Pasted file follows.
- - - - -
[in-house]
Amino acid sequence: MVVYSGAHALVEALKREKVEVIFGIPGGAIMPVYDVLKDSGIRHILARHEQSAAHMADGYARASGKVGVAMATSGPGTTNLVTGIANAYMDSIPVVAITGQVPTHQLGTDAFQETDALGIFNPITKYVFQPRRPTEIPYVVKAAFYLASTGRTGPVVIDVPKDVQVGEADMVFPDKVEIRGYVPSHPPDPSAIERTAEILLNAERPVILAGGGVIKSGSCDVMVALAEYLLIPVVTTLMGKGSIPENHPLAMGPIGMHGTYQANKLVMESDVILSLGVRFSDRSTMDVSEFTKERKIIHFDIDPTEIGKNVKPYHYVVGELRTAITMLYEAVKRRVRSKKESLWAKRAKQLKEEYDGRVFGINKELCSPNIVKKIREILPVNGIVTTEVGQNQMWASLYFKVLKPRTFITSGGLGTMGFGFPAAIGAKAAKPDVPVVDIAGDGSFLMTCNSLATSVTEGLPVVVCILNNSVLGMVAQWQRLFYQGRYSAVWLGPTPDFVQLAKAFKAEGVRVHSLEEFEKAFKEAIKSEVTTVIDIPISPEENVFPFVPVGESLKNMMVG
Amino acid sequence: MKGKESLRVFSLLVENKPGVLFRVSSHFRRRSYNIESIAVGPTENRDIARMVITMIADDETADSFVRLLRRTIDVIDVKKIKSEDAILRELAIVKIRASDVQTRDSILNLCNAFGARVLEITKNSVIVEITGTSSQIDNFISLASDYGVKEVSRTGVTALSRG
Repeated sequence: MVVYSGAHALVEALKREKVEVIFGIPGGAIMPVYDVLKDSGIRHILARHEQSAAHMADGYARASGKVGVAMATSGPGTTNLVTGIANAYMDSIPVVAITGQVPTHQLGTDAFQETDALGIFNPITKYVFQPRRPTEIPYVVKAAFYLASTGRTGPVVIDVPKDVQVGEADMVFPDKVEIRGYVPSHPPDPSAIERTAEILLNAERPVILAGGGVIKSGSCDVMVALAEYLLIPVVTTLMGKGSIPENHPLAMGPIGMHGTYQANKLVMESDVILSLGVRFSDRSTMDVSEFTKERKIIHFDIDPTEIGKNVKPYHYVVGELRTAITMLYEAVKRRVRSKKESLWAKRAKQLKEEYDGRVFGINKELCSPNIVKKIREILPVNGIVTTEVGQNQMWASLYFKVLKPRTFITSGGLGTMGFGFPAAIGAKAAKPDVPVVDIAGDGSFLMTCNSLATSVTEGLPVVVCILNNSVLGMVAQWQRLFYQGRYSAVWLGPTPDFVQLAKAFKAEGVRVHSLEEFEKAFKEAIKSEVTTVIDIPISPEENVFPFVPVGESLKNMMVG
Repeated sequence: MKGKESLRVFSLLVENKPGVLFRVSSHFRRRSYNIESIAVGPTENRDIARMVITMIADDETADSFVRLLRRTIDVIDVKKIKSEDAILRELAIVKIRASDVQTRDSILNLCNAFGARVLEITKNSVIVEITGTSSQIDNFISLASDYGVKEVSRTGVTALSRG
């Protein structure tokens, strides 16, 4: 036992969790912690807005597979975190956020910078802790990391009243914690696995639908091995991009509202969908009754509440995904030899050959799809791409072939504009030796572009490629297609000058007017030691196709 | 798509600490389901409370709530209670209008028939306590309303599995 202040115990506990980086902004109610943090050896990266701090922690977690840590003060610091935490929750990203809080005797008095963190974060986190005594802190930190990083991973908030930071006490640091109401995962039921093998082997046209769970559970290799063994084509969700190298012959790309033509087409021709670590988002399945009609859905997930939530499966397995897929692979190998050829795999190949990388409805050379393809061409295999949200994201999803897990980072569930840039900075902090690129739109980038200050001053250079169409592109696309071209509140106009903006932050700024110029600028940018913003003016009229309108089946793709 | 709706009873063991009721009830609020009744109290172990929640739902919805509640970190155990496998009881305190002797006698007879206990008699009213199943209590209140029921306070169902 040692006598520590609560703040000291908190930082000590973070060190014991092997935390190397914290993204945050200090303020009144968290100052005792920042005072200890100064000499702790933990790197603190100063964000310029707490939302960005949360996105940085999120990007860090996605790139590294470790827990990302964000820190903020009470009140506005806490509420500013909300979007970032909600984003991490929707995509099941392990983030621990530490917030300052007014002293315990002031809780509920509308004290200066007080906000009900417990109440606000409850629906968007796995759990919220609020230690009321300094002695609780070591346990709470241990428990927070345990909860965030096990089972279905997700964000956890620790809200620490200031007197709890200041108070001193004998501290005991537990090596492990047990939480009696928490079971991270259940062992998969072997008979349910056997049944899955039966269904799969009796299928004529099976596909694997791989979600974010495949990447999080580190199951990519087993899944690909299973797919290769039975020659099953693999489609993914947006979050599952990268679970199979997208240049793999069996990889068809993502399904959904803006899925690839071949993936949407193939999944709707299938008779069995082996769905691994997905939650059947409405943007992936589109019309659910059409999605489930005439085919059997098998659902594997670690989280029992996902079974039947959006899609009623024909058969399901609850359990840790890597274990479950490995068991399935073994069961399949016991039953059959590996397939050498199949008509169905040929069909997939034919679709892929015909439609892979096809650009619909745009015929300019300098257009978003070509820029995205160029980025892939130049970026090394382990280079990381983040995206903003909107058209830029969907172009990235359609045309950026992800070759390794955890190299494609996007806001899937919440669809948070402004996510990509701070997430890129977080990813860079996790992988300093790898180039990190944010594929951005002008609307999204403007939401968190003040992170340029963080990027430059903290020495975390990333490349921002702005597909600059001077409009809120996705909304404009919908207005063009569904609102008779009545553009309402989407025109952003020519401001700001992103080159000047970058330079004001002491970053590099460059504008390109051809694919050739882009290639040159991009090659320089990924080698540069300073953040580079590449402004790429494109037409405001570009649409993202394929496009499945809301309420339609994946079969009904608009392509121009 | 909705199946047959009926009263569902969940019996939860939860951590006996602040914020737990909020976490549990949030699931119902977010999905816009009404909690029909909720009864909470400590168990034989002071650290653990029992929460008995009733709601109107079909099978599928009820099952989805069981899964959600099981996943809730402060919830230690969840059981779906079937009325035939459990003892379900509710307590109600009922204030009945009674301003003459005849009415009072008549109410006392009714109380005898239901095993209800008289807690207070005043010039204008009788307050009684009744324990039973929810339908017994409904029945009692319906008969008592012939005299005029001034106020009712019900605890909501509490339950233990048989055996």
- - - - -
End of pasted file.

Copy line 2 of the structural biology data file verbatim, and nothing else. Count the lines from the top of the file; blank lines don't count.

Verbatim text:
Amino acid sequence: MVVYSGAHALVEALKREKVEVIFGIPGGAIMPVYDVLKDSGIRHILARHEQSAAHMADGYARASGKVGVAMATSGPGTTNLVTGIANAYMDSIPVVAITGQVPTHQLGTDAFQETDALGIFNPITKYVFQPRRPTEIPYVVKAAFYLASTGRTGPVVIDVPKDVQVGEADMVFPDKVEIRGYVPSHPPDPSAIERTAEILLNAERPVILAGGGVIKSGSCDVMVALAEYLLIPVVTTLMGKGSIPENHPLAMGPIGMHGTYQANKLVMESDVILSLGVRFSDRSTMDVSEFTKERKIIHFDIDPTEIGKNVKPYHYVVGELRTAITMLYEAVKRRVRSKKESLWAKRAKQLKEEYDGRVFGINKELCSPNIVKKIREILPVNGIVTTEVGQNQMWASLYFKVLKPRTFITSGGLGTMGFGFPAAIGAKAAKPDVPVVDIAGDGSFLMTCNSLATSVTEGLPVVVCILNNSVLGMVAQWQRLFYQGRYSAVWLGPTPDFVQLAKAFKAEGVRVHSLEEFEKAFKEAIKSEVTTVIDIPISPEENVFPFVPVGESLKNMMVG